fb - voice of agriculture

July 2011

Weather is a House of Cards for Agriculture

Bob Stallman
American Farm Bureau
By Bob Stallman
President, American Farm Bureau

Mother Nature has played her hand against farmers and ranchers in recent months. Both flooding and drought – sometimes right on the opposite sides of the river – have devastated crops and hurt livestock producers. But, as all farmers and ranchers know, we must play the cards we are dealt.

Luck of the Draw

Farmers gamble against the weather every day. Some days you win big, others you just have to fold. Unfortunately, both tornadoes and extensive flooding in the South and Midwest has given many farmers pause. Sadly, in many cases, they’ve seen their livelihoods literally blown or washed away. In Alabama alone, an estimated 25 percent of the poultry houses were destroyed by tornadoes. But, as tough as farmers and ranchers’ losses have been, it’s important that we stay focused on moving forward to quickly rebuild their operations and make sure they stay viable.

As for the flooding, there are two national concerns we have to begin thinking about: rebuilding the levees and ensuring the rivers stay open for navigation.

The past has shown us that if levees aren’t rebuilt immediately, once thriving farmland will likely turn into economic wastelands. Gone is production agriculture, as well as the tax base for those rural communities.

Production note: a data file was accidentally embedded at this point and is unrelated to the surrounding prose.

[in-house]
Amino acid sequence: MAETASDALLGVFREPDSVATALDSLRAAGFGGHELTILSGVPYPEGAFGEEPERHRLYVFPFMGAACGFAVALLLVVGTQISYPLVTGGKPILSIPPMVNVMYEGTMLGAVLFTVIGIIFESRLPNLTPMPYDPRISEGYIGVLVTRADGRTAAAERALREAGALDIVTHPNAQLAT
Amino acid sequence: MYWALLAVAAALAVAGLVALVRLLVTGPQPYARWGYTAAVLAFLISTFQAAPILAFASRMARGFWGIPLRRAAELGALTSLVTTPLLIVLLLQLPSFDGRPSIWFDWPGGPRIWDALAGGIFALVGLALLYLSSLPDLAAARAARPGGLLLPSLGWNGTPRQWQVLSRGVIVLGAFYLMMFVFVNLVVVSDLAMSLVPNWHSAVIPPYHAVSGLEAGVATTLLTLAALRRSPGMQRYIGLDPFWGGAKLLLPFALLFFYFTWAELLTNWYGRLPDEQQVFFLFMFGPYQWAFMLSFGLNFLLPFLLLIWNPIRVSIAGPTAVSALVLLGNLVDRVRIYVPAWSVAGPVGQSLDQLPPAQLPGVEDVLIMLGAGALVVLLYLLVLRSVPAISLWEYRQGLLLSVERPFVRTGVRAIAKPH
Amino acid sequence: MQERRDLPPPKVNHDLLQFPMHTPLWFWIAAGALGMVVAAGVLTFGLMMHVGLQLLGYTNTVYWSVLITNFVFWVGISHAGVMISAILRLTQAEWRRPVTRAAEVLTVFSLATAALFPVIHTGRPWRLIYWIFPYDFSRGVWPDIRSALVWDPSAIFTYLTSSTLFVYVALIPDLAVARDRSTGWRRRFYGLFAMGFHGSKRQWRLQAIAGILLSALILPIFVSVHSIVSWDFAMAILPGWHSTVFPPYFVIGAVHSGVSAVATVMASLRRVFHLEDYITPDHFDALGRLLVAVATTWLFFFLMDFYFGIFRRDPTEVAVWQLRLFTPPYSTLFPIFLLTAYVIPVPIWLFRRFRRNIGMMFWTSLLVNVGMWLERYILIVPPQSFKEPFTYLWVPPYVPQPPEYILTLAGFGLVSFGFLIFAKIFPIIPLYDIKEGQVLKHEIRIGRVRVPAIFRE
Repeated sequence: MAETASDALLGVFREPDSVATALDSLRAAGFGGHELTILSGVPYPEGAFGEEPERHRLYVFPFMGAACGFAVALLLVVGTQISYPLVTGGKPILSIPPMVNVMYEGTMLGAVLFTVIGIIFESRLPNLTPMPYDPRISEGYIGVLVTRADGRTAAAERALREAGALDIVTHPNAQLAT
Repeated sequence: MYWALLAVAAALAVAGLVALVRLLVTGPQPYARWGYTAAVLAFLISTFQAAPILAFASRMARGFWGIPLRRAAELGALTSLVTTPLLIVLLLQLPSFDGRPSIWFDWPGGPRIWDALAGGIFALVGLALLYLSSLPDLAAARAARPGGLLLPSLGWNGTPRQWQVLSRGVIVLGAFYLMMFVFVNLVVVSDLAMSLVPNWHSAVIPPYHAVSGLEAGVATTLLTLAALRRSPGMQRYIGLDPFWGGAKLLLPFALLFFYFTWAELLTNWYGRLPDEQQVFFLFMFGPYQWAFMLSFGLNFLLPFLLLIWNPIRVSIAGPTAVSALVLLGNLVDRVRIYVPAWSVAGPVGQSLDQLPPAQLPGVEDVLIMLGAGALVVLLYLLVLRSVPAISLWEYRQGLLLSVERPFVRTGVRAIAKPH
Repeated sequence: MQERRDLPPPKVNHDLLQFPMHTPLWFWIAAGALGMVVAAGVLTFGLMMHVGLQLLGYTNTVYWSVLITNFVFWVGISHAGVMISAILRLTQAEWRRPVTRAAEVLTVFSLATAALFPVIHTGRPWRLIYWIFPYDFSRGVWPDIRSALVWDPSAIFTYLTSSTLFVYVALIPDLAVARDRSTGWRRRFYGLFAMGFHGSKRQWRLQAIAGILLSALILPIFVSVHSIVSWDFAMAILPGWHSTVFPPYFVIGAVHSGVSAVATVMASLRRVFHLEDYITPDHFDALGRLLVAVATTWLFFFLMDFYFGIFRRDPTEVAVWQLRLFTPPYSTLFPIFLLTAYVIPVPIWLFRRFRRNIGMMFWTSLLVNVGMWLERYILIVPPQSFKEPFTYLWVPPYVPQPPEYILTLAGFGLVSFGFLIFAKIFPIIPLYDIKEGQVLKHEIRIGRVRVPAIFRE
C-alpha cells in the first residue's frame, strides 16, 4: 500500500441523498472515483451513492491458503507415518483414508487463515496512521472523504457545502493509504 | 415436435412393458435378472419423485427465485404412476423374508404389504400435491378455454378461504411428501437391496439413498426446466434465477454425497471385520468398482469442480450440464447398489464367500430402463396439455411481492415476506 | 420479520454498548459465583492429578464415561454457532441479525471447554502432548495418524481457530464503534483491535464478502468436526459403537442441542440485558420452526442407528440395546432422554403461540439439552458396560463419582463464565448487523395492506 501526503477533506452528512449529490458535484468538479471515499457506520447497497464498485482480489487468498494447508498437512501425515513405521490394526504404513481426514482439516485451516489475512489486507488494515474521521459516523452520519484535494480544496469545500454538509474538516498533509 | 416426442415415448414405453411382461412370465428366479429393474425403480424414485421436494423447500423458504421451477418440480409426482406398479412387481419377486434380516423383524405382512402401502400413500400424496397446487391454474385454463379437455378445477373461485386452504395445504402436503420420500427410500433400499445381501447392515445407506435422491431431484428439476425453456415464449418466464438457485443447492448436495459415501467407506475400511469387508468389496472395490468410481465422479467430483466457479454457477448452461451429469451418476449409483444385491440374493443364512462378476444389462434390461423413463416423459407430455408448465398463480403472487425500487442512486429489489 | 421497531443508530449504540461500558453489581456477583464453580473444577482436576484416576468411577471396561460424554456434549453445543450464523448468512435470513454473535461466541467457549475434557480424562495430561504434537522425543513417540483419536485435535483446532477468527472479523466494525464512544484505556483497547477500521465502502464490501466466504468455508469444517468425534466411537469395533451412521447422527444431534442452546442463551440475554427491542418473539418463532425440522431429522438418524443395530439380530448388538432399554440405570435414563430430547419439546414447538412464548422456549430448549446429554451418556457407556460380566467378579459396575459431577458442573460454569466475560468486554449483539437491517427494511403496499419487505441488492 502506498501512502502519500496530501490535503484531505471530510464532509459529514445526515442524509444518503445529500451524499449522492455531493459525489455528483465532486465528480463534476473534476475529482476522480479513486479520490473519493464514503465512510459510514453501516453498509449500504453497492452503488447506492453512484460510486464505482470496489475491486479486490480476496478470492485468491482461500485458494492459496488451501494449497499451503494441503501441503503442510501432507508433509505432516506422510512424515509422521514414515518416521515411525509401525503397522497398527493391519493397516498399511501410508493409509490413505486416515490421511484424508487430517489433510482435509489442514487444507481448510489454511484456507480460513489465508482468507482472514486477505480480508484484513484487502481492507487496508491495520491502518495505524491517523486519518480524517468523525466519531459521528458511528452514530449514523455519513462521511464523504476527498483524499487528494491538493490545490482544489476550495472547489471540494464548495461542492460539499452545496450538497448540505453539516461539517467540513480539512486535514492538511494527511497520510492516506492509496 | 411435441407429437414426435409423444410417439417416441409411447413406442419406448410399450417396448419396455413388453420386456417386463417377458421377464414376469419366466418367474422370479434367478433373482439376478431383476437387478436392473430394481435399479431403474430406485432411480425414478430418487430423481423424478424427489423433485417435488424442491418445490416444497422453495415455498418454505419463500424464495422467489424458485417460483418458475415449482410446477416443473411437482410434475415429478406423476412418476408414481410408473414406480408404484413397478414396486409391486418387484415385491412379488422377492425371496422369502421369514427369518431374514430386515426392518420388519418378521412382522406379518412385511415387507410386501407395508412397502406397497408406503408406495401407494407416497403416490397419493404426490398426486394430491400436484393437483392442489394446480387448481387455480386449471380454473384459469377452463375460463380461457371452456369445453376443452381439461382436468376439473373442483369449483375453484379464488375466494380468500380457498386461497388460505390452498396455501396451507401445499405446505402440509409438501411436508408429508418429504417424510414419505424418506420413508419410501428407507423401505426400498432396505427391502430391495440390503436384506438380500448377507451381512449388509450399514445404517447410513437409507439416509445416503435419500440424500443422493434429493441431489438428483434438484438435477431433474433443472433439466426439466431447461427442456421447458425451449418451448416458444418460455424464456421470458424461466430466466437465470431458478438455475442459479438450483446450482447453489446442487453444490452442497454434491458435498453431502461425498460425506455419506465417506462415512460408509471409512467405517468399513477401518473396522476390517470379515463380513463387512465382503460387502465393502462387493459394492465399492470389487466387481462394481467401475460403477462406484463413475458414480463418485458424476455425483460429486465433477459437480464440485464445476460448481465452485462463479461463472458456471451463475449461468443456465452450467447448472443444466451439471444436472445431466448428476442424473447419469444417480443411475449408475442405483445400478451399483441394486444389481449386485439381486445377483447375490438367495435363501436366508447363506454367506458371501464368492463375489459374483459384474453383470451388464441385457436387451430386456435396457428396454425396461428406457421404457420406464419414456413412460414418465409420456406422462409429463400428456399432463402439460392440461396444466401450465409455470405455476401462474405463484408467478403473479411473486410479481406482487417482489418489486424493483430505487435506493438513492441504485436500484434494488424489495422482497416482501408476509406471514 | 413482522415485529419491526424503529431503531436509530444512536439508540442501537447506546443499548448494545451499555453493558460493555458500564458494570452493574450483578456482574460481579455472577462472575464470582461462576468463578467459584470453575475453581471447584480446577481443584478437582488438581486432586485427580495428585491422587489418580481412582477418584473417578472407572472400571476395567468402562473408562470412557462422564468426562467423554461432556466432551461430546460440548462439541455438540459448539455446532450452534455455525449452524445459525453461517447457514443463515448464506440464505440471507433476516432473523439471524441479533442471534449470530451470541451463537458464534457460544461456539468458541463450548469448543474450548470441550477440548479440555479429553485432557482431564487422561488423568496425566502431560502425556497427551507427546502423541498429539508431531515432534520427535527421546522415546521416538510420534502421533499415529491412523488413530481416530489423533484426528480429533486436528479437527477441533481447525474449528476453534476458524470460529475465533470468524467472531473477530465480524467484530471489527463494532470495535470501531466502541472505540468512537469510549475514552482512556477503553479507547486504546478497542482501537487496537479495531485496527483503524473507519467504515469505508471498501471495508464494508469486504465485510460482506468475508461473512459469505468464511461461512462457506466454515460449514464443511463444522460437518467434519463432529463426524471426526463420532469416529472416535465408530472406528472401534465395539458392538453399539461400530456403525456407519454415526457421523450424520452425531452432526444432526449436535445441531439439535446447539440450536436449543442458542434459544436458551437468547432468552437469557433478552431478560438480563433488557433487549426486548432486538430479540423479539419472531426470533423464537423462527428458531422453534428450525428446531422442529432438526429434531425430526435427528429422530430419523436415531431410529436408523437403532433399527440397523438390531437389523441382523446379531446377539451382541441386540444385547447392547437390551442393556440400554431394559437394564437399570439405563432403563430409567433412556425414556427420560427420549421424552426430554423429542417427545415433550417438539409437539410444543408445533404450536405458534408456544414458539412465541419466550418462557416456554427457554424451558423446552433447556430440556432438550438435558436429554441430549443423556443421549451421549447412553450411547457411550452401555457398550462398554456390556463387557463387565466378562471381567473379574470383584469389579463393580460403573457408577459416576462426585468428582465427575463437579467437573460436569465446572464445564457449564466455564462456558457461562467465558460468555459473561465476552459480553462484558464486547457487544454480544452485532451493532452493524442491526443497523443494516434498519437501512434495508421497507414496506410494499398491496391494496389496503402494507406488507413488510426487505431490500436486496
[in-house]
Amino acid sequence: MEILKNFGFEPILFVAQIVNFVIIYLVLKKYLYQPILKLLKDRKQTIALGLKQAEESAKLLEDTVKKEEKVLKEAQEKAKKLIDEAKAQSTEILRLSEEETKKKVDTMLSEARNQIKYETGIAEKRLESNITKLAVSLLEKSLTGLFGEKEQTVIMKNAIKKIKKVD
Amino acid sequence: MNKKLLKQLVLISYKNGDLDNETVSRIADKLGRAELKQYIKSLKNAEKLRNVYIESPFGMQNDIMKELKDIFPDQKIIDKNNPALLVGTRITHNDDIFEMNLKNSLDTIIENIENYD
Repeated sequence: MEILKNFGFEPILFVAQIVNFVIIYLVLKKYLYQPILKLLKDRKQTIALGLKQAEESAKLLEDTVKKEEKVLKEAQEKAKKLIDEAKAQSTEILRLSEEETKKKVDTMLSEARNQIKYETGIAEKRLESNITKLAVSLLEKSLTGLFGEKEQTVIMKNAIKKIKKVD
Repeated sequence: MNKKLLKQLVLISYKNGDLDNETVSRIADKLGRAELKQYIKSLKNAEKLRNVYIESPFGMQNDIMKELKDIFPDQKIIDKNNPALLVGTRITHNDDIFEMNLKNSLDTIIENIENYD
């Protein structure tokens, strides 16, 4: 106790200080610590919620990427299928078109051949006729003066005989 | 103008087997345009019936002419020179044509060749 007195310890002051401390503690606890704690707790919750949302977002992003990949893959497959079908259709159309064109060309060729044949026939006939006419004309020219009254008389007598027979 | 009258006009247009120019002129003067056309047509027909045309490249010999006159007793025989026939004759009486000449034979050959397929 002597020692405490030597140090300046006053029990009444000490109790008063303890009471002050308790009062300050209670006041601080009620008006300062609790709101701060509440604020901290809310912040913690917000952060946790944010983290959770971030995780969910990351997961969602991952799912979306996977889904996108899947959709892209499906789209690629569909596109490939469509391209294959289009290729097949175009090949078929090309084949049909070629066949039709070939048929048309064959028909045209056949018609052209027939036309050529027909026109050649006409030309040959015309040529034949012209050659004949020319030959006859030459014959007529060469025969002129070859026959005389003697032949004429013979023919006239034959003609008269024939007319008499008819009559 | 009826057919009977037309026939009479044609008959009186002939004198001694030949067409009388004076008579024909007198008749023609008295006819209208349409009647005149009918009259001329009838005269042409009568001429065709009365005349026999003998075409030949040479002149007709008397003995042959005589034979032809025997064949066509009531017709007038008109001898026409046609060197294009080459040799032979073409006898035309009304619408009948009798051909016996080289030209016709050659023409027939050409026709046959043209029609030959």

While we work through this temporary crisis, it’s also important that we keep the rivers dredged and navigable for traffic to move up and down the channels. Farmers far and wide are affected by current navigation restrictions and the resulting back-up of farm products.

The Wild Card

On the other end of the spectrum, drought is taking its toll on many states. In Texas alone, my home state, ranchers are facing astronomical losses of more than $1.2 billion due to crop losses, increased feeding costs and lack of forage. Oklahoma, Kansas and others are also feeling the frustration of drought.

American Farm Bureau economists expect the size of the national cow herd to shrink as ranchers are forced to sell animals they can no longer feed. Wheat and corn farmers are in trouble, too. The hard red winter wheat crop has particularly been hit hard and our economists are expecting a loss in the nation’s corn crop because of the drought.

It’s important that we keep our chins up and start a new day. We farmers and ranchers can’t change the weather but we can determine our future. Many just need the opportunity to play with a fresh deck.